A number of people sent me information about the myth that the design flaw in the Electras wasn't caught because of an undetected overflow. (The most detailed information came from someone who wishes to remain anonymous.) Putting it all together, I am now convinced that the problem was not undetected overflow. Rather, it was a failure to simulate a dynamic effect (gyroscopic coupling) that had never been significant in piston-engined planes. So another myth bites the dust. But the true story should remind us that simulations are only as good as the assumptions on which they are based. I solicit similar clarification of the story of the (then) new John Hancock Building in Boston (the one that resonated and shed many of its exterior glass panes when the wind came from a certain direction). I know that there was litigation about who was responsible for the additional costs: replacing the glass; installing a huge lead deadweight mounted on shock absorbers in an upper story to damp the oscillation; etc. I don't recall the final outcome. I do remember reading that there was a very narrow range of wind directions that would excite the resonance, and that the simulations of the design had unluckily missed that range. Maybe some readers of Risks know the details? Has there been a book or magazine article that explored the computer angle (if indeed there is one)? Jim H.
In RISKS-3.27 Stephen Little, Computing & Information Studies, of Griffith Uni, Qld, Australia. reported that: I have been told of one major accident in which the pilot followed the drill for a specific failure, as practiced on the simulator, only to crash because a critical common-mode feature of the system was neither understood, or incorporated in the simulation. Being a pilot I find this report most important and interesting. I am sure that the readers of RISKS would be better served by having evidence to support such reports. Major (and responsible) newspapers have a verification procedures. Since RISKS cannot afford this I'd be delighted to help this process. The best way to verify such a report is by a reference to the official accident investigation report. I'd be delighted to pursue this reference myself if anyone can give me details like the date (approximately), place (country, for example), or the make and type of the aircraft. This is a plea to provide me with this information. Danny Cohen. [This is a very nice offer, and I hope someone can provide enough details to take you up on it! PGN]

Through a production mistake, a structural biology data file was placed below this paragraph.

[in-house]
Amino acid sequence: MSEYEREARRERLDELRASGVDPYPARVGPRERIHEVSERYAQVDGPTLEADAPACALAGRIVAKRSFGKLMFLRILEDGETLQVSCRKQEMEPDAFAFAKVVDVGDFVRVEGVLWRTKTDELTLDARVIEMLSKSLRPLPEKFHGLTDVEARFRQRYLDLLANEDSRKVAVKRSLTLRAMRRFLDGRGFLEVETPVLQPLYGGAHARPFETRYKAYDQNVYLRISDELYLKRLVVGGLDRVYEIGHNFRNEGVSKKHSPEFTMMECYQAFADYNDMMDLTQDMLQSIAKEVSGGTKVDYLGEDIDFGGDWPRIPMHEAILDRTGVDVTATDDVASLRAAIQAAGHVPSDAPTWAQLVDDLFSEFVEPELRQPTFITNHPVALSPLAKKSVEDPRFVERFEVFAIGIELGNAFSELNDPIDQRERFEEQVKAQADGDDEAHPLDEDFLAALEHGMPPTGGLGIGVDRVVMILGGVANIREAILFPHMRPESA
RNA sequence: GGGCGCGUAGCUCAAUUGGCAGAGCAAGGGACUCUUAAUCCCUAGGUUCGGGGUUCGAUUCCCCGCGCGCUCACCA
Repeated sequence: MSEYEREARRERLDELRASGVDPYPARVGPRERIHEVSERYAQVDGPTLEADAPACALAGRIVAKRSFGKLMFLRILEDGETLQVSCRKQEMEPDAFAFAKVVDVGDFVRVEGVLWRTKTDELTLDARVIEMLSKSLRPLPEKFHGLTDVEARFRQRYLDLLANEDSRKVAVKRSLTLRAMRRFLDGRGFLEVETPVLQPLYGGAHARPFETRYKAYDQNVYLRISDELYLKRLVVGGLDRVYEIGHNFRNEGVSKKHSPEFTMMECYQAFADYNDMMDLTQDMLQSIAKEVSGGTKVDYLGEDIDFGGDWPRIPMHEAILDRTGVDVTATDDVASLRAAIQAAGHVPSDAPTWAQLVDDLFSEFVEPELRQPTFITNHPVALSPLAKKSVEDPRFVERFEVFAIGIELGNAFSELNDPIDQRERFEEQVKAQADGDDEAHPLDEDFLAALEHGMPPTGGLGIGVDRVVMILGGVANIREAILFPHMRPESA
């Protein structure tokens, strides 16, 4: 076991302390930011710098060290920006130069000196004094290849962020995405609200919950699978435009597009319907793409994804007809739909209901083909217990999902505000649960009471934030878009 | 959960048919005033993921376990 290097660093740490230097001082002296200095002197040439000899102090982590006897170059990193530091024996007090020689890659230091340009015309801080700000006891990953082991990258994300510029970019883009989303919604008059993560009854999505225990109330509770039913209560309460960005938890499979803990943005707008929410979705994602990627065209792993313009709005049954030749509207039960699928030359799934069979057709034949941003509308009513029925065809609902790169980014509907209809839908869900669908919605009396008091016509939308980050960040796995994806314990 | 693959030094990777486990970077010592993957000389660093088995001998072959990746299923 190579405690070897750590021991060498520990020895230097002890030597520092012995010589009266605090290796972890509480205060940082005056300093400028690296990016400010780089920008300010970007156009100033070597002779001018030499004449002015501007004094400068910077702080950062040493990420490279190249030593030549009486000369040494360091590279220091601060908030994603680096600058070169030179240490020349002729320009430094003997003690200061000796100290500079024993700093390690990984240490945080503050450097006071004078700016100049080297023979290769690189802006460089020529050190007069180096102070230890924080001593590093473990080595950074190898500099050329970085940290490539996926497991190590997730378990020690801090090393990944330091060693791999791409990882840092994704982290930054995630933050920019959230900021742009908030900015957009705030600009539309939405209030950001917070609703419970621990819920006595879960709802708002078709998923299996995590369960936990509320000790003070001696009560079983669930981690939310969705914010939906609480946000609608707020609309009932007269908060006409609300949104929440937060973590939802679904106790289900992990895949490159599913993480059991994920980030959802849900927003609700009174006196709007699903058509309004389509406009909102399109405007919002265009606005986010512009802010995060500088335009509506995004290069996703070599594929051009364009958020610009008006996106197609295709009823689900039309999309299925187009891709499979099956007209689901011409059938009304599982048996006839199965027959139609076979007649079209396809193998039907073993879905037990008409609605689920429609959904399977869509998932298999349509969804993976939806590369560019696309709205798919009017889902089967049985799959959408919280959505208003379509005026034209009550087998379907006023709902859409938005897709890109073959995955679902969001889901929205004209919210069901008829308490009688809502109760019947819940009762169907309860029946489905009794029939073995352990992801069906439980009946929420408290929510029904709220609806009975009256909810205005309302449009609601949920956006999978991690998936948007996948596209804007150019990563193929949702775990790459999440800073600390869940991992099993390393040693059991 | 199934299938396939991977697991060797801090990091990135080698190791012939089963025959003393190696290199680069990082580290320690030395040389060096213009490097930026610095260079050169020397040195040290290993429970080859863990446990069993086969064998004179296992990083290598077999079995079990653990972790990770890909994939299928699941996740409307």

Date: Sat 9 Aug 86 14:47:36-CDT From: Dan Craigen <CMP.CRAIGEN@R20.UTEXAS.EDU> Subject: Ottawa Power Failure To: risks@CSL.SRI.COM A brief fire at Ottawa Hydro's Slater Street station on the morning of August 7th resulted in a loss of power to a substantial section of the downtown core. Even after 48 hours of effort, sections of the city were still without power. [From the Ottawa Citizen (Friday, 8 August 1986)] Top officials from Ontario and Ottawa Hydro today [Friday] are re-examining long accepted system reliability standards... Ottawa Hydro engineering manager Gordon Donaldson said ``the system is built to be 99.99 per cent reliable ... now we will be looking at going to another standard of reliability — 99.999 per cent.'' He also said that the cost would be huge — many times the $10 million cost of the Slater Street station — and hydro customers may not be prepared to accept the cost. ... The Slater station is the biggest and was considered the most reliable of the 12 across the city. It has three units, each of which is capable of carrying the whole system in an emergency. But ... all three were knocked out. ... The culprit, an Ontario Hydro board [called a ``soupy board''] which monitors the equipment at the substation, didn't even have anything directly to do with providing power to the thousands of people who work and live in the area. ... its job is to make the system safer, cheaper and more reliable.... The board is considered so reliable that it doesn't have its own backup equipment. [!] The economic costs of the power failure are expected to be in the millions of dollars. It is unlikely that the Ottawa birthrate will increase. As columnist Charles Lynch noted: ``The Ottawa power failure took place during the breakfast hour, not normally a time when Ottawans are being polite to one another, let alone intimate.'' We, at I.P. Sharp (Ottawa), lost both our VAXs; I have been unable to get onto Tymnet for the past two days; ATMs as far as a 100 miles distant from Ottawa were knocked out of commission — the central computer that controls them is in the area of outage; Many traffic signals are still out; and a number of businesses still shut. Dan Craigen [Add this to the growing collection of problems in which a redundant system failed because of a weakest link in the redundancy itself! PGN]